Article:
The Washington Post reported Monday: "President Obama rallied union workers here Monday, announcing a new executive order that will require federal contractors to offer employees up to seven paid sick days a year, a move that the White House said could benefit more than 300,000 workers.
"Obama made the announcement during a Labor Day speech as he continues a year-long effort to pressure Congress to approve legislation that would provide similar benefits for millions of private-sector workers. The president highlighted a Massachusetts law, approved by voters in November, that provides employees with up to 40 hours of sick leave per year. That law went into effect in July."
My guess is that Republicans will just ignore this latest action, not because they aren't opposed to it but because there's little they have to gain by making a fuss about it. Because it's limited to federal contractors, most of whom do quite well suckling at government's teat, they aren't going to hear a whole lot of complaining from employers about it. And mandating paid sick leave is spectacularly popular: in a recent CBS News/New York Times poll, 85 percent of those surveyed said they supported it, including 77 percent of Republicans.
Like other actions Obama has taken on labor rules, this is a limited version of a policy he'd like to see adopted nationally. Obama has advocated a national law mandating that workers get paid sick leave, and there is such a bill in Congress that Democrats have introduced, called the Healthy Families Act. But Republicans have no intention of allowing it to come to a vote. While there's nothing much Obama can do about that, he is allowed to set rules for federal contractors, a power he has employed before. Because these are executive orders, a future Republican president could undo them, though there's no guarantee he or she would; on one hand, the GOP is opposed to pretty much any expansion of worker rights, while on the other hand, they might decide rolling these rules back isn't worth the bad publicity.
There are two basic questions at play here, one more philosophical and one more practical. The first is whether government has any role at all to play in setting the terms of the relationship between employers and employees. While few conservatives would say outright that the answer to that question is no, in practice they oppose almost every regulation of that relationship that exists. For instance, many conservatives don't just oppose raising the minimum wage; they also say there should be no minimum wage at all, because the free market should set wage levels. If there's an employer who wants to pay somebody a dollar an hour to do some job, and there's someone willing to do it for that little, why should government get in their way? You might think I'm caricaturing conservative views, but there is an entire movement in conservative legal circles seeking to return to a turn-of-the-century conception of government's ability to regulate the workplace, one that prevailed before we had laws on things such as overtime, workplace safety and child labor.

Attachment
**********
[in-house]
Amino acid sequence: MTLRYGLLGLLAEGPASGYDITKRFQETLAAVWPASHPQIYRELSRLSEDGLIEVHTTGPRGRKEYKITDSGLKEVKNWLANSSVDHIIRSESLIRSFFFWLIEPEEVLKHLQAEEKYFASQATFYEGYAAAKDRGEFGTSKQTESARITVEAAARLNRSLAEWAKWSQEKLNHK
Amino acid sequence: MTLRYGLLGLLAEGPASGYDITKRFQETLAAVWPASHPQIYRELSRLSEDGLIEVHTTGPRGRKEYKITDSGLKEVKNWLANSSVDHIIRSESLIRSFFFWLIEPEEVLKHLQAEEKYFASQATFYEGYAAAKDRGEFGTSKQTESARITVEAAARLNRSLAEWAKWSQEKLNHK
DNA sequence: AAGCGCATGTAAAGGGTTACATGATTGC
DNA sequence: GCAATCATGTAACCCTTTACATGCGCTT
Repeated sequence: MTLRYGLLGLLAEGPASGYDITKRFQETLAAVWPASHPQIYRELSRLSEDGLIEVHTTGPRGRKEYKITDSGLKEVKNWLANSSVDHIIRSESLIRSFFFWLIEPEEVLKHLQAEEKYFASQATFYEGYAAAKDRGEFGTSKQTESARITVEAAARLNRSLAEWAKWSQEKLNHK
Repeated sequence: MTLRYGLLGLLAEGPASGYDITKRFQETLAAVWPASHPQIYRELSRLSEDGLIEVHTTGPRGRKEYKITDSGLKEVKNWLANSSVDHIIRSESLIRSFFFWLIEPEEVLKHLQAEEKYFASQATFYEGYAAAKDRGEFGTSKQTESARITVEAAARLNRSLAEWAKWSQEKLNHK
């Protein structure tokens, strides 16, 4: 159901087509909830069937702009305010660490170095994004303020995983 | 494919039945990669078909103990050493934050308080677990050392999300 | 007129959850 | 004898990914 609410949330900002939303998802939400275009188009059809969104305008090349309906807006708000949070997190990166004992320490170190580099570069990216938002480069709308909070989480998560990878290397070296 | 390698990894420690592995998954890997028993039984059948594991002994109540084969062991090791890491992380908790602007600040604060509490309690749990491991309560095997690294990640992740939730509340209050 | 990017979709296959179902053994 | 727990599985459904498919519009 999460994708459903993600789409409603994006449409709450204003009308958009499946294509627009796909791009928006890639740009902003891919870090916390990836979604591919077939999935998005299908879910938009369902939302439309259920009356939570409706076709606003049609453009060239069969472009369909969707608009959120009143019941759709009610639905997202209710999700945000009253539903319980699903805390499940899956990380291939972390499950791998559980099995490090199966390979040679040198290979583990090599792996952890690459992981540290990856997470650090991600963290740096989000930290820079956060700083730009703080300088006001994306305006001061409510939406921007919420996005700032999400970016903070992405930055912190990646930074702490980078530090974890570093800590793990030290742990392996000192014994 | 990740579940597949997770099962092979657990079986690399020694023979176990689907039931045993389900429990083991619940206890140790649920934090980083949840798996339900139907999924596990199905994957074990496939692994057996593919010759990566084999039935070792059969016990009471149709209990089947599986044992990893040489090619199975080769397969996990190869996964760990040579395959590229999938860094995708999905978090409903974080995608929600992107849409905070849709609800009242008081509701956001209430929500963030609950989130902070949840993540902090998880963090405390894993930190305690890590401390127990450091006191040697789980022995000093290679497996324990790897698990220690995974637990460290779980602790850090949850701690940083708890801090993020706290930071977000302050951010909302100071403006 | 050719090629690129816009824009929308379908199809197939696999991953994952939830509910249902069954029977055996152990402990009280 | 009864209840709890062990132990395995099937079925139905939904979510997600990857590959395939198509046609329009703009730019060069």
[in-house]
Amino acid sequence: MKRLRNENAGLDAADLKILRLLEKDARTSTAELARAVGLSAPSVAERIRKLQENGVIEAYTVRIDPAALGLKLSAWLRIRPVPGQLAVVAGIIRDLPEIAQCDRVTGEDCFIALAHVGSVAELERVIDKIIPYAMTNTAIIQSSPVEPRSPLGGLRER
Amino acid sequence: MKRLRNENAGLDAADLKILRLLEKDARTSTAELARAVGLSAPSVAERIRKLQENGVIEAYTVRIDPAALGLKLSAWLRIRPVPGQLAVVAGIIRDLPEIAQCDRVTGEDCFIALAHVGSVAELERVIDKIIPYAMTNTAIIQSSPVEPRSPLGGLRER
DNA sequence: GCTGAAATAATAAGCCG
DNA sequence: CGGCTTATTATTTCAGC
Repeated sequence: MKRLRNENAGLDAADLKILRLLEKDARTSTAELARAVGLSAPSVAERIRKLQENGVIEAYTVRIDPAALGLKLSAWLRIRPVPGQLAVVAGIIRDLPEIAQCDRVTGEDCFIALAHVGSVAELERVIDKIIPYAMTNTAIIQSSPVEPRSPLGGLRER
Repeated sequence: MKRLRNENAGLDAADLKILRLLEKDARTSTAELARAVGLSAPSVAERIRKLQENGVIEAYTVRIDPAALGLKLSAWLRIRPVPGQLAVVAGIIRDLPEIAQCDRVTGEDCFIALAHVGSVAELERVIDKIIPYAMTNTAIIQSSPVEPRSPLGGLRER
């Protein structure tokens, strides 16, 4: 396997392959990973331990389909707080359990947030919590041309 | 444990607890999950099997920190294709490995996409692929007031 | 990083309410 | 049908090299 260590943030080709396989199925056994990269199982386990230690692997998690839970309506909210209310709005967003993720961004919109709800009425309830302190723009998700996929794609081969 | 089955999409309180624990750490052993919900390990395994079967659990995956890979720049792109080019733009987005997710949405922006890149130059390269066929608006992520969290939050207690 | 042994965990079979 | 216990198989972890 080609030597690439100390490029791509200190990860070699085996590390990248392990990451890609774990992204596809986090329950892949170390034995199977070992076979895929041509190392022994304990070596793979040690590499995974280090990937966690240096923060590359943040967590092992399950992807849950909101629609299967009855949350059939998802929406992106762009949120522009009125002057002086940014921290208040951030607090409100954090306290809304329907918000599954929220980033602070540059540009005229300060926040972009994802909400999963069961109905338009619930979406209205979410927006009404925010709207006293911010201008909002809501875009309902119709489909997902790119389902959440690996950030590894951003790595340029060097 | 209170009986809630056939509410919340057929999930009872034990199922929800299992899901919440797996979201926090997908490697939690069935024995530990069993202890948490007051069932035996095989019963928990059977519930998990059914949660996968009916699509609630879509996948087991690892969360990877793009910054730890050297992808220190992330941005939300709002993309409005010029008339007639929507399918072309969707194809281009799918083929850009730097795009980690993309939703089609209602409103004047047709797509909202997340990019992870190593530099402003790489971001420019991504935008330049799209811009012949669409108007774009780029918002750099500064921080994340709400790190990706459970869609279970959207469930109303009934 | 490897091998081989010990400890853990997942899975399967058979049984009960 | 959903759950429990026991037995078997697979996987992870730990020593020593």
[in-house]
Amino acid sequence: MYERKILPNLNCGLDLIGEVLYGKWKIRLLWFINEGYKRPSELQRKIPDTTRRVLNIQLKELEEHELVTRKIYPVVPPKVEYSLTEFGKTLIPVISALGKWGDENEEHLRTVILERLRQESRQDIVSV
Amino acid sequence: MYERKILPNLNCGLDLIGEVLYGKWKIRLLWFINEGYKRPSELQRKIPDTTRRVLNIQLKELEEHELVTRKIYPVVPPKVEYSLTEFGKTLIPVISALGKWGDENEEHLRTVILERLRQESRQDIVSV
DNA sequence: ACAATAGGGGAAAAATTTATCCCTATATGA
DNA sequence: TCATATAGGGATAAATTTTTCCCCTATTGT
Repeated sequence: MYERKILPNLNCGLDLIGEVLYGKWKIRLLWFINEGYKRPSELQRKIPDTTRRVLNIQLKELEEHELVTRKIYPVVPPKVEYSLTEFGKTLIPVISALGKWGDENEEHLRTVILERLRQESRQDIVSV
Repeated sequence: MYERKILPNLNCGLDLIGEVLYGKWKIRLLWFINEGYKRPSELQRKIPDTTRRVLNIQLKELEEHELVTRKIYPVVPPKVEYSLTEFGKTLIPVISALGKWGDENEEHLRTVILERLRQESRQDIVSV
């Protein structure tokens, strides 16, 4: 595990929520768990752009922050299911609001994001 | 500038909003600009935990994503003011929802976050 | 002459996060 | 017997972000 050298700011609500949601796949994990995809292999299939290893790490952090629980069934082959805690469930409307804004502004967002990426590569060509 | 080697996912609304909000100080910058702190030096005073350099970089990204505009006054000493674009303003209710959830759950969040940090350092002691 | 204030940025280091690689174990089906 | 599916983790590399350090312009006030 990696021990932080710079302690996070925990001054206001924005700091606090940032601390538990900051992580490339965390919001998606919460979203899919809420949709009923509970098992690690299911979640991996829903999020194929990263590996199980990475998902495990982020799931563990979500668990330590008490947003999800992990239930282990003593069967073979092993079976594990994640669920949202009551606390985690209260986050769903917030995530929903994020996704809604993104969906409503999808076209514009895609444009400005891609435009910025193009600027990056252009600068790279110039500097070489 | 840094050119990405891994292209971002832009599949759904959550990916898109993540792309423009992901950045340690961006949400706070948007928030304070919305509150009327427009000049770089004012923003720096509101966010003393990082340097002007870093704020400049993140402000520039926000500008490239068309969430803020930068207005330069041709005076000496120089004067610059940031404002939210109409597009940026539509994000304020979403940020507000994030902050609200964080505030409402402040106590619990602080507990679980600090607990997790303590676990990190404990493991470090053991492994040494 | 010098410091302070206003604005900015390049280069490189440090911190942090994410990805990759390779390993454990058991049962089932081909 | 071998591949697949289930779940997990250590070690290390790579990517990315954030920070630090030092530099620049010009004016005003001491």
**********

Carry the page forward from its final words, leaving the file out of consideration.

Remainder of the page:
The second question is, if we accept that government can set some work rules, what should they be? Even the most liberal advocate wouldn't argue that any expansion of worker rights is necessarily a good idea; nobody's suggesting that we set the minimum wage at $100 an hour or force all employers to wash their employees' cars. But the kind of thing that's on the table now, like paid sick leave, would only bring us in line with the rest of the industrialized world, where basic worker protections aren't so controversial. As Democrats always mention, the United States is the only developed country with no legally mandated paid sick leave.
And just like on the minimum wage, where there's little or no action at the federal level, states and cities are stepping in. As of now there are four states that mandate some form of paid sick leave - California, Massachusetts, Oregon and Connecticut - in addition to a number of big and small cities, including New York, Philadelphia, the District of Columbia and Seattle. As long as there's no federal sick leave law, activists and liberal legislators will keep pushing for it in more and more places, and given its popularity, they'll probably succeed more often than they'll fail.
Most everything on the Democratic agenda for workplaces - a higher minimum wage, expanded overtime, paid sick leave - is extremely popular, which is one of the reasons Republicans would rather focus on something else. And they're smart enough to know that if they don't come out in thunderous opposition, the proposals will get a lot less media attention, which means they're less likely to play a significant role in voters' decision-making.
But when the question "What exactly do you want to do for workers?" gets asked in the presidential campaign, as it surely will, at least the Democrats have an answer.
Waldman is a contributor to The Plum Line blog, and a senior writer at The American Prospect.